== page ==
OTTAWA, Ohio - A Putnam County nursing home where a resident wandered outside and drowned earlier this year suffers from poor patient care, lack of building maintenance, and reduced staffing, according to a report released yesterday.
State Sen. Teresa Fedor (D., Toledo) and representatives of the Service Employees International Union, which issued the report, said Trans Healthcare, Inc., has allowed conditions at the Autumn Court Care Center to deteriorate since buying the 50-bed facility nearly three years ago.
It s a pattern the Maryland-based company has repeated in many of the 51 other nursing homes it owns in Ohio, the lawmaker said during a news conference outside the Ottawa facility.
“The quality of the care in these homes dropped rapidly because THI cares more about profits than the quality care of the residents,” Ms. Fedor said. “This report shows a troubling and disturbing pattern.”
Kelli Garrison, the home s corporate administrator, would not comment on the report.
Doug Morris, a Trans Healthcare spokesman, said the company cooperates with regulators and meets state requirements.
“The state is in there looking at our facilities, our maintenance, our food preparation - a range of issues,” he said. “And we are currently in compliance with all state regulations.”
Mr. Morris noted that SEIU District 1199, which represents about 35 nonnursing employees at Autumn Court, is in contract talks with the company.
The union s report, a compilation of state data, found that:
Citations from the state for patient care violations rose from two in 2000 to 12 this year, more than twice the state average.
Autumn Court ranked 853rd out of 855 nursing homes statewide in a 2002 survey that measured residents satisfaction.
The number of nurse-aide hours per resident per day at the home dropped below 2.0 last year, a level that puts residents at risk for quality problems, according to the federal Center for Medicaid and Medicare Services.
The report also pointed to the death of Jeffery Long, 47, an Autumn Court resident who was found in a water-filled ditch behind the home early on April 11.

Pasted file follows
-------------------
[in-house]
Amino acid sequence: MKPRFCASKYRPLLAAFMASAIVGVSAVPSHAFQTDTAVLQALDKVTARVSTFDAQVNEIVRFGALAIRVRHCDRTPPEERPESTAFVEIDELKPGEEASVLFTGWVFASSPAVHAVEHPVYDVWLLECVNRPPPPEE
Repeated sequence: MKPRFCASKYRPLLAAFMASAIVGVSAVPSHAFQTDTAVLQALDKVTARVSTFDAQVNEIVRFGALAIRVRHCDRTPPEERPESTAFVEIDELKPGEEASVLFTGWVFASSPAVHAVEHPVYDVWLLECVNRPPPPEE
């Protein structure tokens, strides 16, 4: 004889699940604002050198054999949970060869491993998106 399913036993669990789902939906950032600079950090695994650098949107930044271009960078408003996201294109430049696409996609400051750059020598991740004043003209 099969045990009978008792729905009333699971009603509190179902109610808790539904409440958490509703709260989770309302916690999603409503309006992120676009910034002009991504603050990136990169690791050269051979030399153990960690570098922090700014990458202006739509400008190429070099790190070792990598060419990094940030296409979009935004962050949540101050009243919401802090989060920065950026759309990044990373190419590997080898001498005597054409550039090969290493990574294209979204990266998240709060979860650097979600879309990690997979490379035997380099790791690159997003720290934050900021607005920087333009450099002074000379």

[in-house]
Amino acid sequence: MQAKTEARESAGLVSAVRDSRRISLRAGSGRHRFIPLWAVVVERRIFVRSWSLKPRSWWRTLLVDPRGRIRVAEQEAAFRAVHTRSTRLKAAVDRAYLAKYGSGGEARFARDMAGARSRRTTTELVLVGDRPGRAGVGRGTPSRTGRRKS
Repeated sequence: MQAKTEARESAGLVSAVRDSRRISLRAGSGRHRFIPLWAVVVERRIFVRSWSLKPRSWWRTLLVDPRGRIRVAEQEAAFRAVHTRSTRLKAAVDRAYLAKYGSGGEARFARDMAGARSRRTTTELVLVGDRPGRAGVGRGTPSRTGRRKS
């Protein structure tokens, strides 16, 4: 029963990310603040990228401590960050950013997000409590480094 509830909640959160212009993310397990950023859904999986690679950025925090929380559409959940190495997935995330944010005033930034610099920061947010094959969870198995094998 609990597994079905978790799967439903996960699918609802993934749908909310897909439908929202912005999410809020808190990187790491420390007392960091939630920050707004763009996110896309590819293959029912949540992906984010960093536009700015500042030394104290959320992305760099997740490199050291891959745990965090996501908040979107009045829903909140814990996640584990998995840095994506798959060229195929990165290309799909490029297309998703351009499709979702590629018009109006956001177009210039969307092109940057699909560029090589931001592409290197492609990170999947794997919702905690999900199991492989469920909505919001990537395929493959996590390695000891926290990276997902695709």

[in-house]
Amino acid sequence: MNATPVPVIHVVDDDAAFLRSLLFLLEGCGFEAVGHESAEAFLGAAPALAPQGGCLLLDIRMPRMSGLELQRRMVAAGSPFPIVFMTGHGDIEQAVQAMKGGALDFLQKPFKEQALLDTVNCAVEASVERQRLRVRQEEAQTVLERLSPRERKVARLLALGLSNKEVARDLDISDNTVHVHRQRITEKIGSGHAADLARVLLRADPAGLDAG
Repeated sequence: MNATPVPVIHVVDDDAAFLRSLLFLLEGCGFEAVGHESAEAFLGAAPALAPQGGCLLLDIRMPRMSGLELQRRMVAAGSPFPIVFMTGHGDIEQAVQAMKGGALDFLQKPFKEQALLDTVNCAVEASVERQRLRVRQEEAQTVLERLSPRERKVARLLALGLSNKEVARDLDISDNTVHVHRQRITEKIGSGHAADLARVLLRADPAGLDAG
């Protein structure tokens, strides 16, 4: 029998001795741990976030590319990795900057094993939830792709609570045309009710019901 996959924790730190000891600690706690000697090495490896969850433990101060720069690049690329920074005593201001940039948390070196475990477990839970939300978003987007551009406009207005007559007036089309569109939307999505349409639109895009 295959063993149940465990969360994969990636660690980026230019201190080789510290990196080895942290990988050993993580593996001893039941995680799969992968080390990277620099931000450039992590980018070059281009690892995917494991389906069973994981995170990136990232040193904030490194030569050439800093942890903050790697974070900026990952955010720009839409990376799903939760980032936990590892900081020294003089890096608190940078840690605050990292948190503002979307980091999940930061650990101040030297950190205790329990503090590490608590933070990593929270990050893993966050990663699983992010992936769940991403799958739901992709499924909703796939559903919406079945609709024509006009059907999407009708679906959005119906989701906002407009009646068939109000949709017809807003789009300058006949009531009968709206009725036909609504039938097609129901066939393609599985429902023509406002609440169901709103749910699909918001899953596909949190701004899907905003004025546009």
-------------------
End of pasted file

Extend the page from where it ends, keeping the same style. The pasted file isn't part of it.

According to a state inspection report, Mr. Long, of Irwin, Pa., was admitted April 4 to Autumn Care with a diagnosis that included affective psychosis and organic delusional syndrome. The admitting physician ordered that the patient wear a device that would trigger an alarm if he tried to leave the facility alone. However, the patient did not receive the device, the state found.
The report said the patient was supposed to be checked every 15 minutes, yet no check was done between 10:15 p.m. and midnight April 11, when he was discovered missing.
Mr. Long was found an hour later, face-up in the ditch behind the care center. He was pronounced dead 40 minutes later.
In May, state inspectors investigating the incident cited Autumn Court for a violation that resulted in “immediate jeopardy” to a patient s health or safety.
Asked about the incident, Mr. Morris replied: “A lot of that I couldn t comment on because of patient confidentiality issues.”
He added: “Whenever issues or deficiencies are found within a facility, the company does work closely with state officials to rectify the situation.”
According to state statistics, Autumn Court nurses and nurse s aides work 2.93 hours per resident per day, compared with the Ohio average of 4.1 hours.
However, the state also found 2 percent of the home s residents suffered from pressure sores, compared with a statewide average of 10 percent.
Natalie Butler, who has been a nurse s aide at the care center for 13 years, said management cuts corners in areas such as building maintenance and residents menus. Instead of replacing drafty windows, the company seals them with duct tape in the winter, she said.
For snacks, she said, residents sometimes get plain saltine crackers.
“We re very angry,” she said. “We just want these people taken care of better.”